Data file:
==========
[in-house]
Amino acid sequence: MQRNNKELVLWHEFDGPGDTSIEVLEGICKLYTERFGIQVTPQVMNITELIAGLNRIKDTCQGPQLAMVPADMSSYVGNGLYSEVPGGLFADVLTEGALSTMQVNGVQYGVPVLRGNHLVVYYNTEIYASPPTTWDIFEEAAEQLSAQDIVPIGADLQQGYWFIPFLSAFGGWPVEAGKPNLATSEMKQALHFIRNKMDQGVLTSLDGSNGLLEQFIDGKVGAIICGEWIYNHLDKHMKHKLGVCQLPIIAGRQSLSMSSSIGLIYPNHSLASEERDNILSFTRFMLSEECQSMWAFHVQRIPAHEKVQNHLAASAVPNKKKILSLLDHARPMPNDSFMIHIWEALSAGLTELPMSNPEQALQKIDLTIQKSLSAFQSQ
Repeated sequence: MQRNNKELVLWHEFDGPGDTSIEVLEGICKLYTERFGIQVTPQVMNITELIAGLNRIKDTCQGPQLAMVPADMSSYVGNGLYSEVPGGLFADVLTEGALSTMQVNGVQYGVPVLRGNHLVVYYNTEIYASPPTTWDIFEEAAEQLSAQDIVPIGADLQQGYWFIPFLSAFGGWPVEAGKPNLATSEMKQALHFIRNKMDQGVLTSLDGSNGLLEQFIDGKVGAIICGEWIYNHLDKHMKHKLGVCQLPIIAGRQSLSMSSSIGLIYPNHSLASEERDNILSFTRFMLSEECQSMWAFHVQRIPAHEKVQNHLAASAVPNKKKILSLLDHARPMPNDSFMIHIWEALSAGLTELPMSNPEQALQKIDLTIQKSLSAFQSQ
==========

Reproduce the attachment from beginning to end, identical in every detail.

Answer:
[in-house]
Amino acid sequence: MQRNNKELVLWHEFDGPGDTSIEVLEGICKLYTERFGIQVTPQVMNITELIAGLNRIKDTCQGPQLAMVPADMSSYVGNGLYSEVPGGLFADVLTEGALSTMQVNGVQYGVPVLRGNHLVVYYNTEIYASPPTTWDIFEEAAEQLSAQDIVPIGADLQQGYWFIPFLSAFGGWPVEAGKPNLATSEMKQALHFIRNKMDQGVLTSLDGSNGLLEQFIDGKVGAIICGEWIYNHLDKHMKHKLGVCQLPIIAGRQSLSMSSSIGLIYPNHSLASEERDNILSFTRFMLSEECQSMWAFHVQRIPAHEKVQNHLAASAVPNKKKILSLLDHARPMPNDSFMIHIWEALSAGLTELPMSNPEQALQKIDLTIQKSLSAFQSQ
Repeated sequence: MQRNNKELVLWHEFDGPGDTSIEVLEGICKLYTERFGIQVTPQVMNITELIAGLNRIKDTCQGPQLAMVPADMSSYVGNGLYSEVPGGLFADVLTEGALSTMQVNGVQYGVPVLRGNHLVVYYNTEIYASPPTTWDIFEEAAEQLSAQDIVPIGADLQQGYWFIPFLSAFGGWPVEAGKPNLATSEMKQALHFIRNKMDQGVLTSLDGSNGLLEQFIDGKVGAIICGEWIYNHLDKHMKHKLGVCQLPIIAGRQSLSMSSSIGLIYPNHSLASEERDNILSFTRFMLSEECQSMWAFHVQRIPAHEKVQNHLAASAVPNKKKILSLLDHARPMPNDSFMIHIWEALSAGLTELPMSNPEQALQKIDLTIQKSLSAFQSQ